A new dimension of freedom - Minecraft review
If someone had asked me two years ago what my first association was after hearing the word sandbox - I would have thrown any of the Rockstar titles without hesitation. However, today it would be hard for me in the same situation not to think primarily about the production that effectively redefined what we all understood as the open world, i.e. Minecraft . The game - compared by many to the digital version of original LEGO bricks - was born in May 2009, when Markus "Notch" Persson started working on this title, inspired by the equally "angular" Infiniminer . After only a month, the author began taking pre-orders. Since then, the number of fans has been growing steadily, and the title has managed to gain unprecedented publicity in the industry, proving at the same time that the vision of a "garage" production leading to the fulfillment of the American dream is not a pipe dream.
I would be tempted to say that it is hard to find an Internet user who, even if he is not an avid fan of this work, has not even heard of it. By the way, when it comes to online gameplay, we will find a lot of dedicated servers for this game. In many of them, crowds of people gather only to jointly create entire communities, cities and even lands that are peculiar works of art, modern pixel art sculptures, with which Minecraft is more and more often mentioned in the same breath. Of course, in the age of many top-shelf titles, the graphic style reminiscent of a world made of huge pixels will not appeal to everyone. A bit of distance is required here, but sometimes it won't help - after all, not everyone likes to play with blocks.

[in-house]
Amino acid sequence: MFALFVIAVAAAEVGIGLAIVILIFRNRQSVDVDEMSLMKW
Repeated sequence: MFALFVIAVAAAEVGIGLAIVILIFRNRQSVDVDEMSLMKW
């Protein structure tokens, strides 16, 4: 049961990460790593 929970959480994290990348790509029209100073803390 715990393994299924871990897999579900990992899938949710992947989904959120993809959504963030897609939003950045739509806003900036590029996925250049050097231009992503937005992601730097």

The overwhelming advantage of the game is the world generator, which continuously, as you explore it, creates new areas based on previously created segments. We will find here not only separate climatic zones or underground for kilometers, but also charming, often breathtaking mountain ranges, all unique and one of a kind. It's funny, but I probably remember every land and every hideout from the dozen that I had the opportunity to create since the game was made available to a wider audience. Although I am not the builder type and prefer curls hidden from the outside that interfere with the environment as little as possible, my approach did not in any way detract from the enjoyment of communing with Minecraft . Unhampered freedom of action is the undeniable strength of this production.
In addition to the picturesque landscapes, the huge undergrounds also make a very good impression, which can be a real tangle of corridors, posing a challenge to our sense of orientation. Just like in Skyrim - each cave we come across causes an immediate desire to visit it and " kicks " us out of the current task, taking an hour or an hour and a half. We come across inviting caves every now and then, but the Mojang team made sure that their exploration never bored us. With a bit of luck, we will also discover monumental craters or abandoned mines where poisonous spiders love to weave their nets. It is worth mentioning the soundtrack that comes to the fore at such moments, creating many opportunities to "jump" on the chair, when a zombie or other creeper will whisper in our ear at the least expected moment.